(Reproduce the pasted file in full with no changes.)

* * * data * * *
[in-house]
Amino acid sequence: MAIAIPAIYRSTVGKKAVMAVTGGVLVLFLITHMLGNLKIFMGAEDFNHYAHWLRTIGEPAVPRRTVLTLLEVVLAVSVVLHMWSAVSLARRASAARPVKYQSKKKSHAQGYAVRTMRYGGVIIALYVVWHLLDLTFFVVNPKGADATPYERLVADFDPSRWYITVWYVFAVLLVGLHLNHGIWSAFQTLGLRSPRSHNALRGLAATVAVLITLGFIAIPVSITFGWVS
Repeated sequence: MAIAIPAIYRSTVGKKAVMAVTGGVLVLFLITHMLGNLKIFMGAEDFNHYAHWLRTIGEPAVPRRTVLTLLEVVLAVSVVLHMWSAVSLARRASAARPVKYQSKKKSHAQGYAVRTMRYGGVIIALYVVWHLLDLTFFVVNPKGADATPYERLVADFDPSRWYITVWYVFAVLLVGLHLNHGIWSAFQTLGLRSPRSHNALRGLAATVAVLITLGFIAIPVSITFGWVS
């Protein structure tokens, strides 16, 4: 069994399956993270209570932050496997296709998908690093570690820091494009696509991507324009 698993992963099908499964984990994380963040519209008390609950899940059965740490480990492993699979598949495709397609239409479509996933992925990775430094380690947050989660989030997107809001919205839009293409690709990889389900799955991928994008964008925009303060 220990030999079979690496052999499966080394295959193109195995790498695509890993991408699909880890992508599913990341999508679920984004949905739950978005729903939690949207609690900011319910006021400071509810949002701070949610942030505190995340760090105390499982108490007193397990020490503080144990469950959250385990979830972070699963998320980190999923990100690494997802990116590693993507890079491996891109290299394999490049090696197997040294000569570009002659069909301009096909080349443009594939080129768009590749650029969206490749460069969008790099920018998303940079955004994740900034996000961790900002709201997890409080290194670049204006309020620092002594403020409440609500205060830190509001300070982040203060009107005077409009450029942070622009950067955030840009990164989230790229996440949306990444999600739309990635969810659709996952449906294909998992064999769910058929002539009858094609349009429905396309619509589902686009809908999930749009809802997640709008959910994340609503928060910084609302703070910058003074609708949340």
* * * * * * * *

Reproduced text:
[in-house]
Amino acid sequence: MAIAIPAIYRSTVGKKAVMAVTGGVLVLFLITHMLGNLKIFMGAEDFNHYAHWLRTIGEPAVPRRTVLTLLEVVLAVSVVLHMWSAVSLARRASAARPVKYQSKKKSHAQGYAVRTMRYGGVIIALYVVWHLLDLTFFVVNPKGADATPYERLVADFDPSRWYITVWYVFAVLLVGLHLNHGIWSAFQTLGLRSPRSHNALRGLAATVAVLITLGFIAIPVSITFGWVS
Repeated sequence: MAIAIPAIYRSTVGKKAVMAVTGGVLVLFLITHMLGNLKIFMGAEDFNHYAHWLRTIGEPAVPRRTVLTLLEVVLAVSVVLHMWSAVSLARRASAARPVKYQSKKKSHAQGYAVRTMRYGGVIIALYVVWHLLDLTFFVVNPKGADATPYERLVADFDPSRWYITVWYVFAVLLVGLHLNHGIWSAFQTLGLRSPRSHNALRGLAATVAVLITLGFIAIPVSITFGWVS
């Protein structure tokens, strides 16, 4: 069994399956993270209570932050496997296709998908690093570690820091494009696509991507324009 698993992963099908499964984990994380963040519209008390609950899940059965740490480990492993699979598949495709397609239409479509996933992925990775430094380690947050989660989030997107809001919205839009293409690709990889389900799955991928994008964008925009303060 220990030999079979690496052999499966080394295959193109195995790498695509890993991408699909880890992508599913990341999508679920984004949905739950978005729903939690949207609690900011319910006021400071509810949002701070949610942030505190995340760090105390499982108490007193397990020490503080144990469950959250385990979830972070699963998320980190999923990100690494997802990116590693993507890079491996891109290299394999490049090696197997040294000569570009002659069909301009096909080349443009594939080129768009590749650029969206490749460069969008790099920018998303940079955004994740900034996000961790900002709201997890409080290194670049204006309020620092002594403020409440609500205060830190509001300070982040203060009107005077409009450029942070622009950067955030840009990164989230790229996440949306990444999600739309990635969810659709996952449906294909998992064999769910058929002539009858094609349009429905396309619509589902686009809908999930749009809802997640709008959910994340609503928060910084609302703070910058003074609708949340």